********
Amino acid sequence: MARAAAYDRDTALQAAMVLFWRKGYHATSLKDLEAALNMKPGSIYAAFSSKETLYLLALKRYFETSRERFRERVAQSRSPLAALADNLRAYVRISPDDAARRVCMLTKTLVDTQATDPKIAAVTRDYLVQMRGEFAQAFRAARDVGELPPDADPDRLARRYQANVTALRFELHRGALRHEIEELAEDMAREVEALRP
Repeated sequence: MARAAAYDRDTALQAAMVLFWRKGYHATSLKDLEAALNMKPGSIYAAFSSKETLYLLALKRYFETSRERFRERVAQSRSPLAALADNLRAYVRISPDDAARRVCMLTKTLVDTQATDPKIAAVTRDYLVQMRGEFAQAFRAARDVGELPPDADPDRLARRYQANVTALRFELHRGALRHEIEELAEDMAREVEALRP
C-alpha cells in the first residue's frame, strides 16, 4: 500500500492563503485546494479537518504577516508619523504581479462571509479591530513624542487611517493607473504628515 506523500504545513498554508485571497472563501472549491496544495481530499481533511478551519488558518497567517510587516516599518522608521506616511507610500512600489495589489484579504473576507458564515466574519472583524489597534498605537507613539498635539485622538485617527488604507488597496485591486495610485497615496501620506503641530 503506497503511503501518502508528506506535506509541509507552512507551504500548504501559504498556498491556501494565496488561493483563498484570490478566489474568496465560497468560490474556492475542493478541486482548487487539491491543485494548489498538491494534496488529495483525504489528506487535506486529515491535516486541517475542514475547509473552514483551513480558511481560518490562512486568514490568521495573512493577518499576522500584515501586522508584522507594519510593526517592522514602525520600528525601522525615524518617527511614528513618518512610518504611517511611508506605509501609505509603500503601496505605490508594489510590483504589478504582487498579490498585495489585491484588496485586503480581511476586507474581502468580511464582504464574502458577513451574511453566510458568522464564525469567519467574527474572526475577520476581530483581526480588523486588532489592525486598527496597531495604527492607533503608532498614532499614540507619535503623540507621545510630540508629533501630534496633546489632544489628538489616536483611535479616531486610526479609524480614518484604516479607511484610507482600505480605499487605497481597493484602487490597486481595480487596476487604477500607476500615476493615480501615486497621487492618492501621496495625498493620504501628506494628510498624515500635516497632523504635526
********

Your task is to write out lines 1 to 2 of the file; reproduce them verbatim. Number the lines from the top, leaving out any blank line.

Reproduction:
Amino acid sequence: MARAAAYDRDTALQAAMVLFWRKGYHATSLKDLEAALNMKPGSIYAAFSSKETLYLLALKRYFETSRERFRERVAQSRSPLAALADNLRAYVRISPDDAARRVCMLTKTLVDTQATDPKIAAVTRDYLVQMRGEFAQAFRAARDVGELPPDADPDRLARRYQANVTALRFELHRGALRHEIEELAEDMAREVEALRP
Repeated sequence: MARAAAYDRDTALQAAMVLFWRKGYHATSLKDLEAALNMKPGSIYAAFSSKETLYLLALKRYFETSRERFRERVAQSRSPLAALADNLRAYVRISPDDAARRVCMLTKTLVDTQATDPKIAAVTRDYLVQMRGEFAQAFRAARDVGELPPDADPDRLARRYQANVTALRFELHRGALRHEIEELAEDMAREVEALRP